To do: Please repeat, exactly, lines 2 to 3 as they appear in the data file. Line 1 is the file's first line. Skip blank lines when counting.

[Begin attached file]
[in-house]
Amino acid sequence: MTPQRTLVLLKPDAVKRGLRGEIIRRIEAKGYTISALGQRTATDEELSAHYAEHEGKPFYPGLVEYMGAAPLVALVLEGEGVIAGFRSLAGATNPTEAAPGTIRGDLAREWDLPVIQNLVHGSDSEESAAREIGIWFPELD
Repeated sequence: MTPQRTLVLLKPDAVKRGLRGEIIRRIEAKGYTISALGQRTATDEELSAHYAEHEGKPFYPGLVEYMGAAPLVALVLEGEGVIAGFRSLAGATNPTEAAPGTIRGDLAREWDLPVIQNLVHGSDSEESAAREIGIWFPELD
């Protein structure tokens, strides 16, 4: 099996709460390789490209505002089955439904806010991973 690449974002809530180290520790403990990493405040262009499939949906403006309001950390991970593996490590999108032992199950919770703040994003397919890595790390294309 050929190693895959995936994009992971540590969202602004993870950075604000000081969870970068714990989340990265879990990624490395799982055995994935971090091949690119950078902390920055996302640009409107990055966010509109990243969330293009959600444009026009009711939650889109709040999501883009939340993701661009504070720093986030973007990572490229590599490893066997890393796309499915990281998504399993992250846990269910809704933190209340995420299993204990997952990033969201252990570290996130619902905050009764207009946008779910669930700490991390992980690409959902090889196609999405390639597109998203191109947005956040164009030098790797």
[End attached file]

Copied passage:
Amino acid sequence: MTPQRTLVLLKPDAVKRGLRGEIIRRIEAKGYTISALGQRTATDEELSAHYAEHEGKPFYPGLVEYMGAAPLVALVLEGEGVIAGFRSLAGATNPTEAAPGTIRGDLAREWDLPVIQNLVHGSDSEESAAREIGIWFPELD
Repeated sequence: MTPQRTLVLLKPDAVKRGLRGEIIRRIEAKGYTISALGQRTATDEELSAHYAEHEGKPFYPGLVEYMGAAPLVALVLEGEGVIAGFRSLAGATNPTEAAPGTIRGDLAREWDLPVIQNLVHGSDSEESAAREIGIWFPELD